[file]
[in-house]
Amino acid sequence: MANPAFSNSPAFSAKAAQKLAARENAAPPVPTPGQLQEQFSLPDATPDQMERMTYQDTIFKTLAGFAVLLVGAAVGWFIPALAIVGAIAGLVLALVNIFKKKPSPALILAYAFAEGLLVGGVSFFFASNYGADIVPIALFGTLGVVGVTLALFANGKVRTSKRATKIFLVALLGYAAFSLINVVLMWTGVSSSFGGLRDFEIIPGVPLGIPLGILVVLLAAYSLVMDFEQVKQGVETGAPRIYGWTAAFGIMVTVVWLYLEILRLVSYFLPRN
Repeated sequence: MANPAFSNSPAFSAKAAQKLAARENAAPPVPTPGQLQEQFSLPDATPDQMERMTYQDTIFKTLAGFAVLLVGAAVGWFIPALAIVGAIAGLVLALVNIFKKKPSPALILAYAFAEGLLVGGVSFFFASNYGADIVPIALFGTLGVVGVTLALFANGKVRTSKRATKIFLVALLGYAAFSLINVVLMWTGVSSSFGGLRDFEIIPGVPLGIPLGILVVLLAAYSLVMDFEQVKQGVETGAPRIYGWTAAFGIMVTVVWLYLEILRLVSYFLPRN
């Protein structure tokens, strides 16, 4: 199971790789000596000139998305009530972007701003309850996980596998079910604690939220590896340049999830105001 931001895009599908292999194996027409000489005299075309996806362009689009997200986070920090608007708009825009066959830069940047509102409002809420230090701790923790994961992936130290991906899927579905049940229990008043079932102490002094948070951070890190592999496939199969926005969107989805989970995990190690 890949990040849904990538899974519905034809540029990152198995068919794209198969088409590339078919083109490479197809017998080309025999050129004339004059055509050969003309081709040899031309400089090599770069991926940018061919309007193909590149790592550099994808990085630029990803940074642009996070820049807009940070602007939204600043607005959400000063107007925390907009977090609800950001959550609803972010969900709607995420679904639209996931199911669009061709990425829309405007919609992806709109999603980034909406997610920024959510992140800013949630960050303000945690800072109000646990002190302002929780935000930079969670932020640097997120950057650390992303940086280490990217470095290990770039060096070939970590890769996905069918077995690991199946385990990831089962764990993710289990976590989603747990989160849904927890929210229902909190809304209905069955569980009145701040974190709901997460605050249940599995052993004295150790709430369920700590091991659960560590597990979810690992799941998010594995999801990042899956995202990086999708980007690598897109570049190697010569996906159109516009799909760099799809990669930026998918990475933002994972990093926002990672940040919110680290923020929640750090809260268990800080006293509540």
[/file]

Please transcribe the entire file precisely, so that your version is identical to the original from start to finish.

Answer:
[in-house]
Amino acid sequence: MANPAFSNSPAFSAKAAQKLAARENAAPPVPTPGQLQEQFSLPDATPDQMERMTYQDTIFKTLAGFAVLLVGAAVGWFIPALAIVGAIAGLVLALVNIFKKKPSPALILAYAFAEGLLVGGVSFFFASNYGADIVPIALFGTLGVVGVTLALFANGKVRTSKRATKIFLVALLGYAAFSLINVVLMWTGVSSSFGGLRDFEIIPGVPLGIPLGILVVLLAAYSLVMDFEQVKQGVETGAPRIYGWTAAFGIMVTVVWLYLEILRLVSYFLPRN
Repeated sequence: MANPAFSNSPAFSAKAAQKLAARENAAPPVPTPGQLQEQFSLPDATPDQMERMTYQDTIFKTLAGFAVLLVGAAVGWFIPALAIVGAIAGLVLALVNIFKKKPSPALILAYAFAEGLLVGGVSFFFASNYGADIVPIALFGTLGVVGVTLALFANGKVRTSKRATKIFLVALLGYAAFSLINVVLMWTGVSSSFGGLRDFEIIPGVPLGIPLGILVVLLAAYSLVMDFEQVKQGVETGAPRIYGWTAAFGIMVTVVWLYLEILRLVSYFLPRN
């Protein structure tokens, strides 16, 4: 199971790789000596000139998305009530972007701003309850996980596998079910604690939220590896340049999830105001 931001895009599908292999194996027409000489005299075309996806362009689009997200986070920090608007708009825009066959830069940047509102409002809420230090701790923790994961992936130290991906899927579905049940229990008043079932102490002094948070951070890190592999496939199969926005969107989805989970995990190690 890949990040849904990538899974519905034809540029990152198995068919794209198969088409590339078919083109490479197809017998080309025999050129004339004059055509050969003309081709040899031309400089090599770069991926940018061919309007193909590149790592550099994808990085630029990803940074642009996070820049807009940070602007939204600043607005959400000063107007925390907009977090609800950001959550609803972010969900709607995420679904639209996931199911669009061709990425829309405007919609992806709109999603980034909406997610920024959510992140800013949630960050303000945690800072109000646990002190302002929780935000930079969670932020640097997120950057650390992303940086280490990217470095290990770039060096070939970590890769996905069918077995690991199946385990990831089962764990993710289990976590989603747990989160849904927890929210229902909190809304209905069955569980009145701040974190709901997460605050249940599995052993004295150790709430369920700590091991659960560590597990979810690992799941998010594995999801990042899956995202990086999708980007690598897109570049190697010569996906159109516009799909760099799809990669930026998918990475933002994972990093926002990672940040919110680290923020929640750090809260268990800080006293509540």